Is Scarcity as Much About Psychology as it is Economics?
Dan Nixon at Bank Underground:
Mind over matter: is scarcity as much about psychology as it is economics?: “Unlimited wants, scarce resources”. This is the economic problem. But once basic needs are met, how much should scarcity – having “enough” – be understood as a psychological problem? Is it possible to cultivate an “abundance mindset”? And what does all of this mean for how economics is taught?
The rise and rise of psychology in economics
Over recent decades there’s been a step change in the use of ideas from psychology in economics research.
The vast literature on behavioural economics, for example, has challenged the core assumptions of an entirely rational, self-interested account of human behaviour. Much, too, has been written on the economics of happiness and how we might improve on GDP per capita as a measure of progress. Even aside from research, the way we consume things (ie our economic activity) has become increasingly psychological over time: as basic needs are met with greater ease, the argument goes, we consume “ideas” (such as information in blogs) more than “stuff”.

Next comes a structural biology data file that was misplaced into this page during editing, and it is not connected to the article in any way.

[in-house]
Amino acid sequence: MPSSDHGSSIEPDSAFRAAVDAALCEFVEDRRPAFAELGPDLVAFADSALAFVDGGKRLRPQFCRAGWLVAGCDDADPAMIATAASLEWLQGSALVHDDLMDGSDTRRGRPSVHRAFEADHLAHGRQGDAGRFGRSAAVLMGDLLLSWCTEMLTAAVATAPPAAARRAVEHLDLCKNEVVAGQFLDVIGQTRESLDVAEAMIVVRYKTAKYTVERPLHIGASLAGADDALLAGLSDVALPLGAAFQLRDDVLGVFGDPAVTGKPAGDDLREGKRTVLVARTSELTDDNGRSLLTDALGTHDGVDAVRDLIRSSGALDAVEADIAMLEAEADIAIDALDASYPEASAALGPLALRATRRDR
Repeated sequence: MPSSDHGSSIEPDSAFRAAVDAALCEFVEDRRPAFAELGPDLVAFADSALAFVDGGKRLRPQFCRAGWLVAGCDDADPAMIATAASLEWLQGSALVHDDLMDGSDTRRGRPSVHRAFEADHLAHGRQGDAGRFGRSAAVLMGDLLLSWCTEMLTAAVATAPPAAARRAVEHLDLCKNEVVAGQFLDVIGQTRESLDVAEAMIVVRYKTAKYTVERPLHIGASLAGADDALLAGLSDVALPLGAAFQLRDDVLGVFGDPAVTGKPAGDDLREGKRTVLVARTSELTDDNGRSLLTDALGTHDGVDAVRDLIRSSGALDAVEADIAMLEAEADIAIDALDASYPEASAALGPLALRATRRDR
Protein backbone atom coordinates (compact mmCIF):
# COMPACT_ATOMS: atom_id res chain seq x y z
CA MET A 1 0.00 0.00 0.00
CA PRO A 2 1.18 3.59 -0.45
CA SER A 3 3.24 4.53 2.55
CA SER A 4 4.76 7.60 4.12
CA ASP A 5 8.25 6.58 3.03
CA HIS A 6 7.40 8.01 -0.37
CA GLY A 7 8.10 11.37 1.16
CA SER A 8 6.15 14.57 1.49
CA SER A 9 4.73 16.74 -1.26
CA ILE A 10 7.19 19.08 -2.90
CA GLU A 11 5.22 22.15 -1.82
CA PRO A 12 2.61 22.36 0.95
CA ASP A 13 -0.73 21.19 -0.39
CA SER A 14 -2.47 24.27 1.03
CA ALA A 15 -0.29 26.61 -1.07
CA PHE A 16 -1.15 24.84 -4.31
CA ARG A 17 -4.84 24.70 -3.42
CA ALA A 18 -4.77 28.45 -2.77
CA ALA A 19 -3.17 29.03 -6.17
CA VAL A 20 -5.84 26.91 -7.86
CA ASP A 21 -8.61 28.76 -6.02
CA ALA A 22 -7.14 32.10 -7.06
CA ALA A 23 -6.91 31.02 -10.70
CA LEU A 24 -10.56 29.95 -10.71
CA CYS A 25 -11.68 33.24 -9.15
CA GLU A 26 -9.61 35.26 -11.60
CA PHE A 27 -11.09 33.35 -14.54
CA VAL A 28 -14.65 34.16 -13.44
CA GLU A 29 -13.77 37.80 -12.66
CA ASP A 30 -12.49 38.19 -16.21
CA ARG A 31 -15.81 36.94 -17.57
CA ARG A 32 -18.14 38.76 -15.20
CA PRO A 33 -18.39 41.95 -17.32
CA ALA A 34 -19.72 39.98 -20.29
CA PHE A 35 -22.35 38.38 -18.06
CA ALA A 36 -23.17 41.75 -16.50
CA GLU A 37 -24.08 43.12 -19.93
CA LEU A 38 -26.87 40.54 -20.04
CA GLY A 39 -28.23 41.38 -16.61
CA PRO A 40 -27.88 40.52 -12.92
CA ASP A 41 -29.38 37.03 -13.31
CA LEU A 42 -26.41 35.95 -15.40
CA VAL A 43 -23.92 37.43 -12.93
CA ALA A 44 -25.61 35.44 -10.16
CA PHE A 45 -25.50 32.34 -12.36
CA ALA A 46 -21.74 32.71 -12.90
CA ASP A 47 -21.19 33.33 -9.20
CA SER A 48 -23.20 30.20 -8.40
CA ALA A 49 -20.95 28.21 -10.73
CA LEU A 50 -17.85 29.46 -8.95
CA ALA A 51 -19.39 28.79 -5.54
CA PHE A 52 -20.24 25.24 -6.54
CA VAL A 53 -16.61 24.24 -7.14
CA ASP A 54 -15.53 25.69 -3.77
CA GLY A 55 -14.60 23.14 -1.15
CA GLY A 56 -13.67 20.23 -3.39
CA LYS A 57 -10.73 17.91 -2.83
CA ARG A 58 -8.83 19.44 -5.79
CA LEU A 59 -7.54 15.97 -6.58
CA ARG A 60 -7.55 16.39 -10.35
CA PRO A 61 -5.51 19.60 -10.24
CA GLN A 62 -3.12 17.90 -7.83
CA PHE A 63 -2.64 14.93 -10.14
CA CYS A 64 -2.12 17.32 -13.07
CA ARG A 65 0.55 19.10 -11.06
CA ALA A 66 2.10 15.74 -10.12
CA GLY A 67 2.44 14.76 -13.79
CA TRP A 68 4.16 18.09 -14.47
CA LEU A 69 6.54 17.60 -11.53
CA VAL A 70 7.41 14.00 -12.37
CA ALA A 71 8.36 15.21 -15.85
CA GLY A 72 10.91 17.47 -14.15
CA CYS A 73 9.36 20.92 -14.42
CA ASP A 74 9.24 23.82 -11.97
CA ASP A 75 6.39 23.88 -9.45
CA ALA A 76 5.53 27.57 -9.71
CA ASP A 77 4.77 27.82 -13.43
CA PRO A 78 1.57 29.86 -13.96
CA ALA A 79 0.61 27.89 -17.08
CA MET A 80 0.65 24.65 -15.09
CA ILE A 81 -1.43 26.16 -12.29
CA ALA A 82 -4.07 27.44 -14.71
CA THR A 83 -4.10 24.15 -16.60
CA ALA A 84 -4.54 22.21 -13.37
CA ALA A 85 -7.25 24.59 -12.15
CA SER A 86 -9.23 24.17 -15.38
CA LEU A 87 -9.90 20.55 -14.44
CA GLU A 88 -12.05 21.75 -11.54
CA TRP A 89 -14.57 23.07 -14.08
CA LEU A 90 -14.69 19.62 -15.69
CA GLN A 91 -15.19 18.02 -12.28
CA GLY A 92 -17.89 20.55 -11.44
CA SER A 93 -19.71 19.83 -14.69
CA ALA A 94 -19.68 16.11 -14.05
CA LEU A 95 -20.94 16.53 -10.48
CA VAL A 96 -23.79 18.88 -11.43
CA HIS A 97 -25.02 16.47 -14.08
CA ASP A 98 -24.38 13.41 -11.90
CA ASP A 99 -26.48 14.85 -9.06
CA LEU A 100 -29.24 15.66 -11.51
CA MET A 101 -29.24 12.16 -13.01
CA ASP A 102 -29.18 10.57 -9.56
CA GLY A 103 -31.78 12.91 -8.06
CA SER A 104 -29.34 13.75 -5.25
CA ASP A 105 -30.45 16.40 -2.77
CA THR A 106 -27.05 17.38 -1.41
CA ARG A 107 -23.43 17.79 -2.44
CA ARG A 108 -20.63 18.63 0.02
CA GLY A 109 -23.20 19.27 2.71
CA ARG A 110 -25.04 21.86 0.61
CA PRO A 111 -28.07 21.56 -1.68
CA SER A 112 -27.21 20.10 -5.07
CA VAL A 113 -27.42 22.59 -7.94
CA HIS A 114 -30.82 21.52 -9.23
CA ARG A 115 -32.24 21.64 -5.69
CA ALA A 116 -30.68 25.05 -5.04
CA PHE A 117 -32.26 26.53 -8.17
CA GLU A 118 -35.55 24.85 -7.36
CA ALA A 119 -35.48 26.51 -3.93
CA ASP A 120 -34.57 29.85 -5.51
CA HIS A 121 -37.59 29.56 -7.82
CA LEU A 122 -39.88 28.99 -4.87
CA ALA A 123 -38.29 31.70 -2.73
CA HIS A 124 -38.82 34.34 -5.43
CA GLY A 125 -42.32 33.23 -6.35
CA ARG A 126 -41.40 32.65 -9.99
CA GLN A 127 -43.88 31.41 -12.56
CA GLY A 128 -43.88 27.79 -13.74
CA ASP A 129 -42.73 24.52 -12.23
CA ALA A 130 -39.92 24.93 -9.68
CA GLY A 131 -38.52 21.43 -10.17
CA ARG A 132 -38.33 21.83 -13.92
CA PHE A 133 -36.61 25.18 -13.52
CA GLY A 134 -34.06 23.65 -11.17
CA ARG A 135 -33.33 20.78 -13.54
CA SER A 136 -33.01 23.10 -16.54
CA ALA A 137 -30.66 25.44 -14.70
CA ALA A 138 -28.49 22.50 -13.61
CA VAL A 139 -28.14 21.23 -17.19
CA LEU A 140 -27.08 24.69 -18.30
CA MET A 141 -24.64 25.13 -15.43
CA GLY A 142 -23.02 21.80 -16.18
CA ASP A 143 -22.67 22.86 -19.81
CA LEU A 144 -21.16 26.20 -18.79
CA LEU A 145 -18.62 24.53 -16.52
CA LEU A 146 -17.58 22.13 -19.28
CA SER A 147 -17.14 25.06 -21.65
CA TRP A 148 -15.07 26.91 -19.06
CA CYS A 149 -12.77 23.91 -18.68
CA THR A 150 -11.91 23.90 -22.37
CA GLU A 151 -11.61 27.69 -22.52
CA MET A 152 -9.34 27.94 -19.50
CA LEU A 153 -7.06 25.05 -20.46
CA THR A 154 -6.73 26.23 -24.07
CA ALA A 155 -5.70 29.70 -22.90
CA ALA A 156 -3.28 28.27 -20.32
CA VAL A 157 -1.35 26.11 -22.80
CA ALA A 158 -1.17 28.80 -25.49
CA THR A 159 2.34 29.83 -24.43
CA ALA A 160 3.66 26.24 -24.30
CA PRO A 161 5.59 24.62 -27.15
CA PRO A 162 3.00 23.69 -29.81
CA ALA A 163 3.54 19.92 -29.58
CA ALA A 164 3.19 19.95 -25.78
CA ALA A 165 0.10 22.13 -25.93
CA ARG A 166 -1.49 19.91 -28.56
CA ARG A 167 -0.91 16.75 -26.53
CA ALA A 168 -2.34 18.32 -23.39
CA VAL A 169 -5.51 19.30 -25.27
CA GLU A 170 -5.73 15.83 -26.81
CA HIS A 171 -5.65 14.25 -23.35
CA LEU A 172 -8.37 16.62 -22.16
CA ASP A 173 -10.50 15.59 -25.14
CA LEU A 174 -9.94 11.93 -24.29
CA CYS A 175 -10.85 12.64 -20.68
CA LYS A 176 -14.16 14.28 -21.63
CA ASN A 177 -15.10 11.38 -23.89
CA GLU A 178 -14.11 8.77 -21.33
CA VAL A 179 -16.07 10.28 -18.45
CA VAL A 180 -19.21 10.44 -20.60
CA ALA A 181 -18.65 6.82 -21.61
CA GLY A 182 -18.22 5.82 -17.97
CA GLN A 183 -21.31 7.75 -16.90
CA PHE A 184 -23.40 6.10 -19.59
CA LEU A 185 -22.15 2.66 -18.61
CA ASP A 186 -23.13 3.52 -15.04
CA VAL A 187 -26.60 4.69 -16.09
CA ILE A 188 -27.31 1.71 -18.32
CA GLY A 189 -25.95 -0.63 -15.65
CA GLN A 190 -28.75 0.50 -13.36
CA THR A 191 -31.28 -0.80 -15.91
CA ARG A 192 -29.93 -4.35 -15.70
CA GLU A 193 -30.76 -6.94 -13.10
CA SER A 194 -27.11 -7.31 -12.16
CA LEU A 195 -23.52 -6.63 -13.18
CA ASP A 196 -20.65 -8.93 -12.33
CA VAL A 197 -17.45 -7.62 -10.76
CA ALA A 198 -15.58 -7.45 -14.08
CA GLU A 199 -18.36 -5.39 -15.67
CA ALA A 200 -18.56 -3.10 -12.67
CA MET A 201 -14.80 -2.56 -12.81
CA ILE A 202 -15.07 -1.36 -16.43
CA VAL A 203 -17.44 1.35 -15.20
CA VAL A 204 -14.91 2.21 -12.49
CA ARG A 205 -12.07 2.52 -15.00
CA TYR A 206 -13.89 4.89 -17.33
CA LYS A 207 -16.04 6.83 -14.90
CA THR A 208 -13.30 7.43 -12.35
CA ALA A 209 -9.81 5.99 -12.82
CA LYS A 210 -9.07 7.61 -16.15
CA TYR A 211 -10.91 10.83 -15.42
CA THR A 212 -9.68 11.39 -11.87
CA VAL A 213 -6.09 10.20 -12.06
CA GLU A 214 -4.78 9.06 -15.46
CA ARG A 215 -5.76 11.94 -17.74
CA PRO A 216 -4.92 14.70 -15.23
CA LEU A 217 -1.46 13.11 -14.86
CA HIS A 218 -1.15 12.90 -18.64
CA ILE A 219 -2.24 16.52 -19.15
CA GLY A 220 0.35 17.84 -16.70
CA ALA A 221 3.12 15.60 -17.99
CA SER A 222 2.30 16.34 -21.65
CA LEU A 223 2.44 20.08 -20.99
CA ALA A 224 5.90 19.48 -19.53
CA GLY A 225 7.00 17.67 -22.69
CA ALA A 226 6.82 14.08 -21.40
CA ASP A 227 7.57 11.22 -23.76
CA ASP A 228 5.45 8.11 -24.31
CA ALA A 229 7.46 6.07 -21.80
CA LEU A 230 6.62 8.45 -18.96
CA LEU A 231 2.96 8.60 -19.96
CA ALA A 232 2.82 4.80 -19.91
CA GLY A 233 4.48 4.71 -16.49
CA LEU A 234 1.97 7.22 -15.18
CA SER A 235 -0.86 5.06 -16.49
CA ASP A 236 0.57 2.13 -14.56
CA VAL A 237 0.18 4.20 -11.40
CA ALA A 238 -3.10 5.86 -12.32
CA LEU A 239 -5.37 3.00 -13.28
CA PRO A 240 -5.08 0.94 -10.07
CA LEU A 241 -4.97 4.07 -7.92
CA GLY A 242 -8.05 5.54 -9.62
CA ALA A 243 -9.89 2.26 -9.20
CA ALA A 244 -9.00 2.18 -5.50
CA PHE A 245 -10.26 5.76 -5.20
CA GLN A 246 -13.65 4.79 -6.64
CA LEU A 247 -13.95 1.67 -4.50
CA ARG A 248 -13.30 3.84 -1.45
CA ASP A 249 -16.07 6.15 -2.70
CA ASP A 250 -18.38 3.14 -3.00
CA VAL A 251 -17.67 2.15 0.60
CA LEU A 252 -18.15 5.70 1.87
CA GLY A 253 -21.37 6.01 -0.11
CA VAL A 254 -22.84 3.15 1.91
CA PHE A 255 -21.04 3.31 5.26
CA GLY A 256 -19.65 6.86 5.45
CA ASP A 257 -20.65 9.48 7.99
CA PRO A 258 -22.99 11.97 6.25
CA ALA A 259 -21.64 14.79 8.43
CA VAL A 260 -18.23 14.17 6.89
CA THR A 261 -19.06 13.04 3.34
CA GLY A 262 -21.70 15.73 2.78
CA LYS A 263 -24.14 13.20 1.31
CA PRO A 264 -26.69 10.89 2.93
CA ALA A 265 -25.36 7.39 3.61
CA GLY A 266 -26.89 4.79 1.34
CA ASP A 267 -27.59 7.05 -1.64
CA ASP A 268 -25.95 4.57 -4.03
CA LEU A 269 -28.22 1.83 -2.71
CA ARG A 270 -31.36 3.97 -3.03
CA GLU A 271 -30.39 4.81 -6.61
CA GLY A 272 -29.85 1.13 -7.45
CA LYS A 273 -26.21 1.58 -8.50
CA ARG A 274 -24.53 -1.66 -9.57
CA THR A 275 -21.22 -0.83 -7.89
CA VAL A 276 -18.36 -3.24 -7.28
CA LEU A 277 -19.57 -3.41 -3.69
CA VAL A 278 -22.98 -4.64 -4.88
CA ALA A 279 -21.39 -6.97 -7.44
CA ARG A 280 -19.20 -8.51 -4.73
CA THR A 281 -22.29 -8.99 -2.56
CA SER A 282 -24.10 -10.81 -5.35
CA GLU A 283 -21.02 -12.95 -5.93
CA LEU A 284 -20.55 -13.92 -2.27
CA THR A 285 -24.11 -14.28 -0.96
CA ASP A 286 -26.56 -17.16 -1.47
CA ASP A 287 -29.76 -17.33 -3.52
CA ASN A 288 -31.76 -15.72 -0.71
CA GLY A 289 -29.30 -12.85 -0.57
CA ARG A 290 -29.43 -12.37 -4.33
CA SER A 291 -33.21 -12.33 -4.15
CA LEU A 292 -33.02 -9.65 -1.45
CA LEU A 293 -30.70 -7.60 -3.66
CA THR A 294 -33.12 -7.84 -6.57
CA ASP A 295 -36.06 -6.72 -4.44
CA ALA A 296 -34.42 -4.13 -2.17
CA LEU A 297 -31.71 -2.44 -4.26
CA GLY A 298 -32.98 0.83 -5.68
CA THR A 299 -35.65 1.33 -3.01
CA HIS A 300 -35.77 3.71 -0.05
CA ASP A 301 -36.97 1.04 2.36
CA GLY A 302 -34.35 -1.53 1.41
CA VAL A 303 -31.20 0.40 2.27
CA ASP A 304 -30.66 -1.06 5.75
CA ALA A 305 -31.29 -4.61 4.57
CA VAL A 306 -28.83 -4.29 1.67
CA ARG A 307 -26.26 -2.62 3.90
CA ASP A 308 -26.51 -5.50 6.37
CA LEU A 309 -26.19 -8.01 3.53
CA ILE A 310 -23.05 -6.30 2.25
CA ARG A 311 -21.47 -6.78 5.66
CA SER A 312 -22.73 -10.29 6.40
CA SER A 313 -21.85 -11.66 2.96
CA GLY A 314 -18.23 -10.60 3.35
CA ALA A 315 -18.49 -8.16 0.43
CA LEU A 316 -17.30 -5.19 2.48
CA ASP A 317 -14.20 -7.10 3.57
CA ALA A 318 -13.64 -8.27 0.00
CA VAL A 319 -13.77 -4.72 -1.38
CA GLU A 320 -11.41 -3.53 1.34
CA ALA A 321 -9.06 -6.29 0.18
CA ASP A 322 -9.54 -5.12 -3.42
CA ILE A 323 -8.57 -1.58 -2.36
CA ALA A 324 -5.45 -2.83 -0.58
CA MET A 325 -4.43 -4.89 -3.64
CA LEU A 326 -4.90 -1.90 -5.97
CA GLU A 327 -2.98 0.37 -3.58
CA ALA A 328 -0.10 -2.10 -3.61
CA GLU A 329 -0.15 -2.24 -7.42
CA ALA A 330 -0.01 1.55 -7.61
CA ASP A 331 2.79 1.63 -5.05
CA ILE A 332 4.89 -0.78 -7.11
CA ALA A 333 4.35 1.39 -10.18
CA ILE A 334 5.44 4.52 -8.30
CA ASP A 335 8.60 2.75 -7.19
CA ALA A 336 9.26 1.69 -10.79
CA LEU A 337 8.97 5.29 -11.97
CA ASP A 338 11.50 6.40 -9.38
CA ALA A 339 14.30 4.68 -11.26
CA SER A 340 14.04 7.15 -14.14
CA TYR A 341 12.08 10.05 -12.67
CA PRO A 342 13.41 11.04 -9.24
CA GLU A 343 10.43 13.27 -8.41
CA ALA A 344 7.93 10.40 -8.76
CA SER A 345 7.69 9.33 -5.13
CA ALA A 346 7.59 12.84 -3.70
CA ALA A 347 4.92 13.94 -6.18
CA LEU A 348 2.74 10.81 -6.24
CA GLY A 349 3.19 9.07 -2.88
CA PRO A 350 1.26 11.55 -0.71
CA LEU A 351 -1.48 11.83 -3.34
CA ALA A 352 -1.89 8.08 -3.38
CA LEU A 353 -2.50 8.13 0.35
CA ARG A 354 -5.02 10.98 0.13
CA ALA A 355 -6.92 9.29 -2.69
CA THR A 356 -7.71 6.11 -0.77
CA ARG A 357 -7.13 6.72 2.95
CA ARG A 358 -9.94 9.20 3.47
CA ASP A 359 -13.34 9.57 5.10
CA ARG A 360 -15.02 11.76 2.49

Far less has been written about the psychological aspect of scarcity. Yet this could have big implications, given the central role that scarcity plays in economic theory. ...
Posted by Mark Thoma on Tuesday, December 13, 2016 at 10:17 AM in Economics, Methodology |
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